Fast Food: KFC's Chicken Little Sandwich Returns After 20 Years

This just made me feel relevant again for having the Chicken Littles jingle stuck in my head nearly all the time for the past 20 years. Except they were thirty-nine cents then!!

5 Must-Visit Wine Bars in Brooklyn

I have to add Pinkerton. Lovingly curated and well-priced selection, and a great atmosphere.

Why 'Chopped' Is Such an Addictive Show

One of the meanest and most cocky chef-instructors I had at culinary school was on Chopped - she undercooked an artichoke and got chopped. Sadly, it wasn't humbling, but seemed to make her meaner. Great show. I like that it's self-contained per episode.

A Taste of the Menu at 'Pork Slope,' Dale Talde's New Park Slope Bar

I have this fantasy of reading a piece about a restaurant in Brooklyn with a comment thread that doesn't devolve into whether or not it's a "hipster" place. What an utterly pointless debate!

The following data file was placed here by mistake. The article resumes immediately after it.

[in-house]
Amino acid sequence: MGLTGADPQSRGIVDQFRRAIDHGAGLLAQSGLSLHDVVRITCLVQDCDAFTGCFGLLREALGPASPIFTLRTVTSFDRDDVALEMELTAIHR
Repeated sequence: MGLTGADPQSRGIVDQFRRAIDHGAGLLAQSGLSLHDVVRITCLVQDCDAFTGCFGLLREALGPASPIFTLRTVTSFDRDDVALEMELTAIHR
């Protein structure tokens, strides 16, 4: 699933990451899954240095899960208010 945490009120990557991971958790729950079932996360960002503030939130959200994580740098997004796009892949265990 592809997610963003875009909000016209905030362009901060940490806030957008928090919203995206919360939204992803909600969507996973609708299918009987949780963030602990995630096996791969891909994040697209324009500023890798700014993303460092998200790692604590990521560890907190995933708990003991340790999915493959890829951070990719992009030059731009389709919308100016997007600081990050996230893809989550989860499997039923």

Beacon, NY: Get Great Local, Grass-Fed Burgers at Poppy's Burgers & Fries

Just went to Poppy's for the first and second times this week. They'll cook your burgers to requested temperature - and both of the rare burgs I've had during my visit were plenty juicy!

My Pie Monday: Smoked Guanciale, Onion Rings, Corn and More!

Now I won't be able to think about anything but that onion ring pizza. Looks incredible!

15 Great Late Night Bites in the East Village

Sigmund's Pretzels needs to open a late-night window, stat.

The Scoop: On Old School Ice Cream Sandwiches

It's It forever! Though as a kid I probably ate just as many Klondikes.

Staff Picks: Our Last Burgers on Earth

On the one hand, Robertas makes my favorite burger (lamby at Breslin is second), but on the other, I love In 'N' Out for a whole slew of reasons, and my family's in California, so I think on balance, it would have to be a Double-Double, Animal Style.